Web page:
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What If The Fed Is Completely Wrong About Inflation Again?
From Mike Burnick: Wednesday’s Federal Reserve policy meeting triggered some volatile swings in markets, including a 118-point dive in the Dow Jones Industrial Average, which had been on a moonshot move to the upside since Election Day.
The reason for the reversal: Fed policymakers signaled a faster trajectory of interest rate hikes next year … but don’t bet on it!
The Fed’s interest rate projections couldn’t hit the broad-side of a barn this year. So why overreact to forward-looking guidance, which has been consistently off the mark.
OK, I’m willing to give some credit where credit is due.
According to Bloomberg, SOME of the Fed’s fearless forecasts have been good this year … except for the forecast that mattered most to investors … the path of interest rates.
Several times every year the Fed releases detailed estimates of where they see the economy headed, and the likely path of the short-term Fed funds rate.
One year ago, the Fed forecast 2016 GDP growth of 1.9%. While the final numbers aren’t in just yet, GDP growth is actually tracking at 1.6% year to date.
And the closer-to-real-time estimate of the Atlanta Fed’s GDP Now estimate is predicting 2.4% for the fourth-quarter of 2016.
Blend these numbers together and the Fed’s GDP forecast made in December 2015 is as close to a bull’s-eye as economic forecasting gets. Close enough for government work anyway.
At the end of 2015, the Fed also expected inflation to trend higher this year. It has, with core inflation up 2.1% year over year and accelerating over the past several months.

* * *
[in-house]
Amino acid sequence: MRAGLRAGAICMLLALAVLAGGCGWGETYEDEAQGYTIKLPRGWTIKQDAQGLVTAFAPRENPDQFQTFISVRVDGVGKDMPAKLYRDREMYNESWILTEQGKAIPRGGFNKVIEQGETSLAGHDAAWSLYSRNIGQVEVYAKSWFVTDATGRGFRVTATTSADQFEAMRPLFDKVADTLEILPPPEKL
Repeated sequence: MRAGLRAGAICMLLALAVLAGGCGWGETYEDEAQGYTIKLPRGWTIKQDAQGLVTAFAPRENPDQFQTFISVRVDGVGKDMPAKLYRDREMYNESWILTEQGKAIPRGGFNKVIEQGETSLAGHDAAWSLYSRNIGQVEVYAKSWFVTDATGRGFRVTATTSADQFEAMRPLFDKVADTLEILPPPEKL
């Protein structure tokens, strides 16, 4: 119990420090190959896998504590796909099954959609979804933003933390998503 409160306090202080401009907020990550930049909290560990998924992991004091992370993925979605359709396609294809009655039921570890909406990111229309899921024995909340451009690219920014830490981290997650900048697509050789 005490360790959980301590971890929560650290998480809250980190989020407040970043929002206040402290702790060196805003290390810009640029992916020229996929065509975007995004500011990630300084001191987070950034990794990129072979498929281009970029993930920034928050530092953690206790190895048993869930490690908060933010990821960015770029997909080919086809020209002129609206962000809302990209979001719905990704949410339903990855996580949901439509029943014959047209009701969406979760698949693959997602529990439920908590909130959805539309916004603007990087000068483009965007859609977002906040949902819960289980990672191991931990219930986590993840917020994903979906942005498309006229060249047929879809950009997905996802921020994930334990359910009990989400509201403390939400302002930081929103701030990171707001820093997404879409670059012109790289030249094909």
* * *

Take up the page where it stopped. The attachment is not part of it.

But the one forecast the Fed got hopelessly wrong is ironically, the one they have the most control over, and investors count on the most: Interest rates.
One year ago in December 2015, when the Fed raised benchmark interest rates by a quarter-point – for the first time in nearly a decade – they also forecast four more interest rate hikes in 2016, according to their infamous dot-plot.
Now, as a rule of thumb, higher interest rates cause investors to discount the value of the profits and dividends stocks earn. So generally speaking, higher rates equal lower stock valuations.
It’s no surprise then why stocks suffered an adverse interest rate reaction, with the Dow plunging about 2,000 points after that December 2015 rate hike, until stocks bottomed in February.
But lo and behold … the Fed was dead wrong about rates.
Yesterday, the Fed raised rates again by a quarter-point … but it was the one-and-only rate hike of 2016!
What happened to the four rate hikes forecast by the Fed a year ago? Blame it on Brexit, or China’s currency devaluation, the election, you name it.
The Fed’s mandate is supposed to be all about promoting stable prices and full employment, here at home. But the reality is that anytime there is a perceived threat to economic stability anywhere in the world – the Fed chickens-out when it comes to interest rate policy.
Yesterday markets sold off because the Fed may hike rates more than expected in 2017. I’ll believe it when I see it. Here’s the reality: The Fed is just as likely to be one-and-done again next year, as they are to hike rates even more than expected. There is just no telling, so I’m not going to lose any sleep over it.
Ironically, the Fed was far too bold in their rate forecast a year ago. Perhaps the biggest risk in 2017 then is that the Fed now underestimates inflation, is behind the curve already, and forced to raise rates even more than expected in 2017.
The iShares Barclays 20+ Year Treasury Bond ETF (NASDAQ:TLT) fell $0.11 (-0.09%) to $117.30 per share in premarket trading Friday. Year-to-date, the largest ETF tied to long-term Treasuries has fallen 2.63%.
This article is brought to you courtesy of Money And Markets.
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